When my friend asked these questions of the mountain sky I was fifteen years and one published cancer memoir into a writing career. I had asked these questions off and on for that many years, usually in particularly vulnerable moments – while questioning the invention of the printing press, my mere existence as a result or why Madonna’s brother was a best-selling author as my little memoir struggled to sell those last five remaining copies in Amazon’s “why can’t we get rid of these” storage lockers.

Your story matters, believe it or not.

Every day as I wrote and then promoted this book, I asked why my story, shared by so many young cancer survivors, was worthy of anyone’s attention? Why was I so compelled to share it nonetheless? Until the mail started coming in. They said no one was telling this story – my story, their story – so honestly. No one else knew what they were going through. In fact, there were several young survivors telling lots of stories, many very similar and some much more fascinating than mine, including pre-scandal Lance Armstrong who had a best-selling autobiography on his shelf next to his many trophies. But these readers were convinced I was the lone voice in a sea of folks they couldn’t hear yet. And they were grateful I was willing to share it.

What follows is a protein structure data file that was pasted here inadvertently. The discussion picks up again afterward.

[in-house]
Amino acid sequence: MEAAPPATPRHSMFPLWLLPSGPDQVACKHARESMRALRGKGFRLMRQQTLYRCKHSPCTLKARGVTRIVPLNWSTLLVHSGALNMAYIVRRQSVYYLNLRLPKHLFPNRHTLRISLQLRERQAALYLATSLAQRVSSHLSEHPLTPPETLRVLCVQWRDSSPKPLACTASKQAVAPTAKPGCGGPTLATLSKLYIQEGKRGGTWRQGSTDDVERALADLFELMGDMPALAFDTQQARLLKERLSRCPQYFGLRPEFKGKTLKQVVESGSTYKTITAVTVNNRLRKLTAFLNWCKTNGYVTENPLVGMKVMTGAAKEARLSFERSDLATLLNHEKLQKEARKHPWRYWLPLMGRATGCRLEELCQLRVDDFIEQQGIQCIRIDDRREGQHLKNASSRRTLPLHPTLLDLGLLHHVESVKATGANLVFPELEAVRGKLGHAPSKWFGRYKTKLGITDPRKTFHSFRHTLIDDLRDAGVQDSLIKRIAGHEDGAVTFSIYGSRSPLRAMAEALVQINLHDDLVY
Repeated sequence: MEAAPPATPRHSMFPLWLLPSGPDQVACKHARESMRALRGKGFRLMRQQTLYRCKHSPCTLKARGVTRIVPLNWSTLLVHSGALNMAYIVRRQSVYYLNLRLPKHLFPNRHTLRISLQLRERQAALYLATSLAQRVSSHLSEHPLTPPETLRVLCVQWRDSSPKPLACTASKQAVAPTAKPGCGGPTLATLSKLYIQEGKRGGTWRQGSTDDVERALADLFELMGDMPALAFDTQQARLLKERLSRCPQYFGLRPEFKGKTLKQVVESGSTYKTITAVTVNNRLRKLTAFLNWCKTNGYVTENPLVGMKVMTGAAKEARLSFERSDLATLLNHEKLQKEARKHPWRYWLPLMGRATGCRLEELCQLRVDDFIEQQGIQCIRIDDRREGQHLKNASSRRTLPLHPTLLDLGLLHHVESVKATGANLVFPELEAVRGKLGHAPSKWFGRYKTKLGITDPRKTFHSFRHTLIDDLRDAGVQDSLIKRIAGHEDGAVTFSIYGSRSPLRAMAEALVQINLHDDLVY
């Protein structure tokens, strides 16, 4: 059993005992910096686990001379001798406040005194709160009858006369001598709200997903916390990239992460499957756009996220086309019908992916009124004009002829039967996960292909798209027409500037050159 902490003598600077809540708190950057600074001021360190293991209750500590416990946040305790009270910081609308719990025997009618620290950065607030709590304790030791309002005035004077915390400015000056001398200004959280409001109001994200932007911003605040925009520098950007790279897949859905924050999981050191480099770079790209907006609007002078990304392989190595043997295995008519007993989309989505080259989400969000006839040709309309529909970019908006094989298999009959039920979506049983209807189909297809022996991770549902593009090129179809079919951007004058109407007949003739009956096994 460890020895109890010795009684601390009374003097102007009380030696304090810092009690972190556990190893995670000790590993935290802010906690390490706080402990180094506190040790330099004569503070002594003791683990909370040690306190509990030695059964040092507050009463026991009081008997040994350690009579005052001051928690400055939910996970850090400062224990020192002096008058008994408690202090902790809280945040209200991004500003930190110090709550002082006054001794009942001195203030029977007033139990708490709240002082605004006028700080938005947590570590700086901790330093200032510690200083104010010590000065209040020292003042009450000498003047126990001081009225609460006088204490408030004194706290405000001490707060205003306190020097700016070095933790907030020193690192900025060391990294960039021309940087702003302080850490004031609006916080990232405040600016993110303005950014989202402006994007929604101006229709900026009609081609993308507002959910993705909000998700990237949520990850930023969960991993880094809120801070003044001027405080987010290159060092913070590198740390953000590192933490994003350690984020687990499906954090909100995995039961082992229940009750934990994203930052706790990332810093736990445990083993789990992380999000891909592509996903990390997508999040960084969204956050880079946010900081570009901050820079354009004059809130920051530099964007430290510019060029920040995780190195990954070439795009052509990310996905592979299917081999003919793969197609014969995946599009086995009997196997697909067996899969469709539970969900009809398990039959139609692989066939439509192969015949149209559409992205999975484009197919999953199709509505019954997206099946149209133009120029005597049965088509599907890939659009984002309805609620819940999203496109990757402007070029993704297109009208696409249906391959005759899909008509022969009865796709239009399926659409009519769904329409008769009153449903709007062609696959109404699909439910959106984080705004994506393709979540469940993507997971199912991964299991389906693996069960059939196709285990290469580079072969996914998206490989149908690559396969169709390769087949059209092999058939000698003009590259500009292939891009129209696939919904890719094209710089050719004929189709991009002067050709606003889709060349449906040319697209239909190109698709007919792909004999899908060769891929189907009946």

So, I understood my friend’s doubt. But I remembered this lesson learned years before and heard the message meant for us both. I offered it to her and the same sky she’d asked. It’s what I tell myself and my writer clients in those dark moments. It’s what we all need to remember every time we open our mouths…

Your voice will be heard by anyone who can and wants to hear it. It’s different and worthy because you are the messenger, and there is someone out there who can’t hear yet because you haven’t said it yet.

Not everyone will care what you say. Not everyone is meant to. But in this moment, with your story, with your energy and words, someone is getting the message, the information, the healing, the inspiration, the provocation, or the perspective they need and have been seeking, perhaps without even realizing it.

You deserve to be heard.

In return, you will know you are heard. You will feel the frequencies unite and your experience, shared as you will, will combine with those you shared it with to become something even greater. You will understand that you don’t need a book or a blog or a microphone to communicate something exquisite that can be exquisitely heard. But look at what you can do if you try.